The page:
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October 29, 2012

Annals of Denial

What follows is an admittedly gloomy analysis of the drug war's largely unrecognized adverse effects on our species and the bleak prospects for their early mitigation. The most appropriate current analogy may be the slow motion progress of Hurricane Sandy as it bears down on the US East Coast. Record breaking storm surges are expected and TV’s Weather Channel experts are predicting unprecedented flooding in an area that's home to nearly a third of the US population. Nevertheless, recently written articles denouncing global climate change as a “hoax” are still easy to find.

With respect to the drug war, we have been victims of a hundred year policy error, the magnitude of which has been exacerbated by the fact that its principal architects were largely unknown to each other, lived during three different political eras, and were connected primarily by their desire to protect the early federal hegemony over "drugs" that had been arrogated by the policy's earliest proponents, men who could not possibly have predicted how their largely invalid assumptions about "addiction" would have eventually matured in today’s overpopulated, competitive, and dangerous modern world.

The next entry is planned as a simple narrative describing that evolution and suggesting the magnitude of the modern world's self-imposed drug problem. I certainly wouldn't expect it to find immediate favor; in fact, quite the opposite. That the drug war is a necessity is still one of the modern world's most cherished myths (but one starting to show signs of age). I'm also e-mailing the text to people I have good reason to believe will not reject it out of hand; but might even read and discuss it (revolutions have to start somewhere).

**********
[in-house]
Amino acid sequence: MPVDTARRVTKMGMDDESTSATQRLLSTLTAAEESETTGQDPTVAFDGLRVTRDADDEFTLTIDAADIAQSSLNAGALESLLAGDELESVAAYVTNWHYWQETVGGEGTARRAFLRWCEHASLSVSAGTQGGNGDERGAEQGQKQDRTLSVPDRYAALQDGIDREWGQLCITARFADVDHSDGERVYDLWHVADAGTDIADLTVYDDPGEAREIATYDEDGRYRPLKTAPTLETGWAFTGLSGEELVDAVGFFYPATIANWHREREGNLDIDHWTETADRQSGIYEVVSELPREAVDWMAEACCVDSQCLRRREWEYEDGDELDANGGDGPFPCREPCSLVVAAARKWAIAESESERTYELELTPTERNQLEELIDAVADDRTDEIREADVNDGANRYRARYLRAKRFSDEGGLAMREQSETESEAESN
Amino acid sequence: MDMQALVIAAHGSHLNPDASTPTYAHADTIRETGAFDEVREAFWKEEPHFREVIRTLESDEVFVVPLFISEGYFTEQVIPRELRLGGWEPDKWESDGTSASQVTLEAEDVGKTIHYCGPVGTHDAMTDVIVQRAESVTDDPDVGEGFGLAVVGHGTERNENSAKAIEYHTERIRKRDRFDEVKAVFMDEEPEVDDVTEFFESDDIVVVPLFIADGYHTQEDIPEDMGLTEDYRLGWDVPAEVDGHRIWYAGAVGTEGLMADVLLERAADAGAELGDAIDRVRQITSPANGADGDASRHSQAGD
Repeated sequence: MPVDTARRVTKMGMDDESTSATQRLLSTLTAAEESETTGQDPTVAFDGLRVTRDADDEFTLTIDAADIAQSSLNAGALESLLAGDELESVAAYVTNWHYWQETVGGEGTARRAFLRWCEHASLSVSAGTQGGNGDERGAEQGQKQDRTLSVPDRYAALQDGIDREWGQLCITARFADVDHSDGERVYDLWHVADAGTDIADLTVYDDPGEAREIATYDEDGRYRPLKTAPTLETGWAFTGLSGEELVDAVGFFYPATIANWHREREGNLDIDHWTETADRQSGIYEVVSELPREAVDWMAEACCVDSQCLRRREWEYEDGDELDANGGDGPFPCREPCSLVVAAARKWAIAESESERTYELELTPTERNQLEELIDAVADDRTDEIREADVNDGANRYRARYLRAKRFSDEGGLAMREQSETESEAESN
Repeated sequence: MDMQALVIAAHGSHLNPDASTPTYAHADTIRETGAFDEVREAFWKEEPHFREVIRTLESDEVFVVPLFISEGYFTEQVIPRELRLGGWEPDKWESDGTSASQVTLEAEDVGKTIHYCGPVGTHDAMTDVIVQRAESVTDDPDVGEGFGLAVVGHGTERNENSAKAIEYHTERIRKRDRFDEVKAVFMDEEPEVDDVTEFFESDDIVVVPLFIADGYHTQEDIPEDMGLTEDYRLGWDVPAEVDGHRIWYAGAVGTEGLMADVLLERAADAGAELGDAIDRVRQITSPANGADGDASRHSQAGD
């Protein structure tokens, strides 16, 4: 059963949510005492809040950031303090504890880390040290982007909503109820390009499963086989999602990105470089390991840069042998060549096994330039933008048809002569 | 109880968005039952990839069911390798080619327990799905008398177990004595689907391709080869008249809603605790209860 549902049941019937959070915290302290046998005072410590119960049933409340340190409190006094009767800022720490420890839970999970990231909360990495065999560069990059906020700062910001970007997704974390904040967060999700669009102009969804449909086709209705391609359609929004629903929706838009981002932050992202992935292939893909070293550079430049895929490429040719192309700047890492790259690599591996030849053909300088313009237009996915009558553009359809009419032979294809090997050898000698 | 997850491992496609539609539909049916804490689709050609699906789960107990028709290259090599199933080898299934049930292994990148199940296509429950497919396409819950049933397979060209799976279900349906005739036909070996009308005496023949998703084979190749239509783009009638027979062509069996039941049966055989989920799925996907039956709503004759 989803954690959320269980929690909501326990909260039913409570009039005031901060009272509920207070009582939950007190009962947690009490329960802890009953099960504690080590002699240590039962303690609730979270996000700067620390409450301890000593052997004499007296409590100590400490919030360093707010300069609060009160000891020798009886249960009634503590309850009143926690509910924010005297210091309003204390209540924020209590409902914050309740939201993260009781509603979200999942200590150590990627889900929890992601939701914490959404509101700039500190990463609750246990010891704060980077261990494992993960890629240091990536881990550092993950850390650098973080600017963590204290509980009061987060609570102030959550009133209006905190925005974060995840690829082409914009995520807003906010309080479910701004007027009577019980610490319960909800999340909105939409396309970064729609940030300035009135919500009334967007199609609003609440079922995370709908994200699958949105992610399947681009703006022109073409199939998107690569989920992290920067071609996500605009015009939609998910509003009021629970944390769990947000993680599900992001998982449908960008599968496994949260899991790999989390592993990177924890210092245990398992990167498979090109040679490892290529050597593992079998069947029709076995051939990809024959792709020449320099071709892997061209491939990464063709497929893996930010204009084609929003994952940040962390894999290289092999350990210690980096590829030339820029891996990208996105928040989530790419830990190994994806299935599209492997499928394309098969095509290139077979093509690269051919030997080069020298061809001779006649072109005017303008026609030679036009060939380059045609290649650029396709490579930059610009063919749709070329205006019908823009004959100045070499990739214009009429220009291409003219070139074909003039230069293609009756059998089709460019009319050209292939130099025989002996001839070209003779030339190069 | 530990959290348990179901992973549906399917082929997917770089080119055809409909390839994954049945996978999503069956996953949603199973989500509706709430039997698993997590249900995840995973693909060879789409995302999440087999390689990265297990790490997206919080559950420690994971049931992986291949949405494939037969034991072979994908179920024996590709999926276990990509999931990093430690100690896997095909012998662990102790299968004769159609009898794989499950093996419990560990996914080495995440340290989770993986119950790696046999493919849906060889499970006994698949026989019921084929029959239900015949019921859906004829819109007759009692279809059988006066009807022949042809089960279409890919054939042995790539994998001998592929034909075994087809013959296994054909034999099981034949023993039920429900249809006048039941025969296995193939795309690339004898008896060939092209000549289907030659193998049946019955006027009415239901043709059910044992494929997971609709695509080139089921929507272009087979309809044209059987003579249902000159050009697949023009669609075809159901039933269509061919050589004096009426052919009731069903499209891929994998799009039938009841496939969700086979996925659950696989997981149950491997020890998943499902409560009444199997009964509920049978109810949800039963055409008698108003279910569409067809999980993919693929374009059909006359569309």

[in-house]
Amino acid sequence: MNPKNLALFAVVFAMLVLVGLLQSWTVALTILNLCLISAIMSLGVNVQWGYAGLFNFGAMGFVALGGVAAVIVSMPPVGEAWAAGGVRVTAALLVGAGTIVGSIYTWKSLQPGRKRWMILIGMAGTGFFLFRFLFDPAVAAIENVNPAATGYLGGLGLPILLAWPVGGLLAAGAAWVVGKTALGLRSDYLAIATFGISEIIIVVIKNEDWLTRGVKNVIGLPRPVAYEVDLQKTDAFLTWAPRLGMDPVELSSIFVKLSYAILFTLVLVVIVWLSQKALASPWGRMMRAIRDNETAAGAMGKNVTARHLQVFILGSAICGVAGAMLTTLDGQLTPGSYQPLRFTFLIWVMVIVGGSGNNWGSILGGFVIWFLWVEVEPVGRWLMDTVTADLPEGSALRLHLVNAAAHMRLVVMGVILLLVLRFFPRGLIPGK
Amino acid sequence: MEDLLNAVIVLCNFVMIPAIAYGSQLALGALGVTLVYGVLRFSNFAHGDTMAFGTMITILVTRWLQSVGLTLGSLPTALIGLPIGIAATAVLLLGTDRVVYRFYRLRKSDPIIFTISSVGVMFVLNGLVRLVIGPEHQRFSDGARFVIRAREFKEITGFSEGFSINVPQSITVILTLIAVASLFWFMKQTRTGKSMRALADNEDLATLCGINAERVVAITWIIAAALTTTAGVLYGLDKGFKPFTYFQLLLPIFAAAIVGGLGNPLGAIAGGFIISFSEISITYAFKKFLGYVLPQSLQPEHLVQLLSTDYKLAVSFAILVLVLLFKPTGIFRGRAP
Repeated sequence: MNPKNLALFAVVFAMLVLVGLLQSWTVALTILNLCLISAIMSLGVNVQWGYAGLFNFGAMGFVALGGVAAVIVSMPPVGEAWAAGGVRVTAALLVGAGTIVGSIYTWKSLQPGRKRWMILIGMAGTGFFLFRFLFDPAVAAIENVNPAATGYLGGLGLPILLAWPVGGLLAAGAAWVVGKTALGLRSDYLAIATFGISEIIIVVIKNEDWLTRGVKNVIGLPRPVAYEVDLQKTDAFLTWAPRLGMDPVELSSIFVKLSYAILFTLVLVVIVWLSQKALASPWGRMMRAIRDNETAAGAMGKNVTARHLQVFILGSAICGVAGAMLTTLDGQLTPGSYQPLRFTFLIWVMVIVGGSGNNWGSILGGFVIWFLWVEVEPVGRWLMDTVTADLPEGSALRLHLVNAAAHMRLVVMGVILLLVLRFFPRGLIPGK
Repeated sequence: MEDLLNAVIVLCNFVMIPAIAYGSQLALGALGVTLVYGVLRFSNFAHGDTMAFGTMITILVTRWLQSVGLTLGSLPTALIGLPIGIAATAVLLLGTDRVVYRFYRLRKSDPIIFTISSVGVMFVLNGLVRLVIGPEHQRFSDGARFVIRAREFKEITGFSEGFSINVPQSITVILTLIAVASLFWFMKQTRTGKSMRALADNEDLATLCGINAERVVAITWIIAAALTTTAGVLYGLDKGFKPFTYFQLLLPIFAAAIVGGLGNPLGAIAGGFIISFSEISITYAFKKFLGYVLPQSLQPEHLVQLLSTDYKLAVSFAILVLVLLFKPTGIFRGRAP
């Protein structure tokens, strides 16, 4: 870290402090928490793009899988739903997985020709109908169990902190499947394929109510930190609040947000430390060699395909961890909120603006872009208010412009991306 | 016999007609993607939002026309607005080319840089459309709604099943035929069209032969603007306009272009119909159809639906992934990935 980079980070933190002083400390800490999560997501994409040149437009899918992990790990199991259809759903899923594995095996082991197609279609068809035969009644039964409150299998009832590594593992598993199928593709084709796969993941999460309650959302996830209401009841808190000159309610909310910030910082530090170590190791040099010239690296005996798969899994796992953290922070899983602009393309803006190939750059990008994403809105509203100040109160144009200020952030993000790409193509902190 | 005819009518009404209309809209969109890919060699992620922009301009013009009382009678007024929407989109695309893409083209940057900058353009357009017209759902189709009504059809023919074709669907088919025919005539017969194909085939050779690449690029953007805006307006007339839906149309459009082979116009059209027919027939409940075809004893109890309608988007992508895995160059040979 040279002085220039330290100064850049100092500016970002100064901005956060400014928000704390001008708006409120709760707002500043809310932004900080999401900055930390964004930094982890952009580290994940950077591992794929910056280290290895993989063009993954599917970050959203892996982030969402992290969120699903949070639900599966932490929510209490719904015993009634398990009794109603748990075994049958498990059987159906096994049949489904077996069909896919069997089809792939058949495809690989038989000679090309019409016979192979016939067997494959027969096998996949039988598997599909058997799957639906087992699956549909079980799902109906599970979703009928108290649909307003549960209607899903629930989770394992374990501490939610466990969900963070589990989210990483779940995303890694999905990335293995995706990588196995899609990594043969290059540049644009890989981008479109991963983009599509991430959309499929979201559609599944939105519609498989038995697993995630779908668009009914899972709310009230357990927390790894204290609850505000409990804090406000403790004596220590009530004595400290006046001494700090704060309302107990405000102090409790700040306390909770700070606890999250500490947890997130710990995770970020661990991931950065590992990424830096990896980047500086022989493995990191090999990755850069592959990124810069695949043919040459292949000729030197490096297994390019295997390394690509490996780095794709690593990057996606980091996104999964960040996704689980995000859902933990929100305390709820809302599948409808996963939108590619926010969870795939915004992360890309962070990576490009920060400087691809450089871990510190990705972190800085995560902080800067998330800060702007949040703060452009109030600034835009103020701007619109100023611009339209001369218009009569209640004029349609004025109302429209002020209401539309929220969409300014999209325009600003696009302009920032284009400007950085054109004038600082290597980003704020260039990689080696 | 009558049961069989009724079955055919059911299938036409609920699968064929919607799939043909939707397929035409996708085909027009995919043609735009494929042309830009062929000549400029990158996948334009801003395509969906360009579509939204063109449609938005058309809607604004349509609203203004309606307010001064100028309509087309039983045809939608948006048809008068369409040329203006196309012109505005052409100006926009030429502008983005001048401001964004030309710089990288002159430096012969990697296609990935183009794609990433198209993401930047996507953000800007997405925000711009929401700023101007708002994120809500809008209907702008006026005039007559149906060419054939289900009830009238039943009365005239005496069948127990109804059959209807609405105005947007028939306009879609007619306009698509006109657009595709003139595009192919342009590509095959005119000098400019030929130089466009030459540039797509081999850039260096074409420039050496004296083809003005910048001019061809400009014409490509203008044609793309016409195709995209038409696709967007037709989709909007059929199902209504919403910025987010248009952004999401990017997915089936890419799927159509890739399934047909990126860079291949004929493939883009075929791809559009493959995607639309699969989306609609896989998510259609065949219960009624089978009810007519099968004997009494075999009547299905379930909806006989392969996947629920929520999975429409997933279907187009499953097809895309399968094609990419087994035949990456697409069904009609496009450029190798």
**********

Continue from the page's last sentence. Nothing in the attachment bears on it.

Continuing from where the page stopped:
As time permits, I hope to offer specific evidence on key points that reinforce the idea that the drug war began as an understandable mistake that has evolved into a tragedy. Predictably, one of the first obstacles it will face is denial a human characteristic by used increasingly to avoid the need to even think about bad news, especially that with dire existential implications: financial melt downs, threats of nuclear war, and weather disasters like Sandy, for example.

As for me, I'm going to watch Sandy's development on on the Weather Channel and be grateful that I ended up in the Bay Area by opting to intern at San Francisco General Hospital after medical school graduation in 1957. Had it not been for that decision (and a slew of other unpredictable events) I wouldn't have had the chance to study pot use in California, learn why the drug war is such a disaster, and have an opportunity to tell the world news it would prefer not to hear about the real "Hoax of the Century."

Doctor Tom

Posted by tjeffo at October 29, 2012 06:58 PM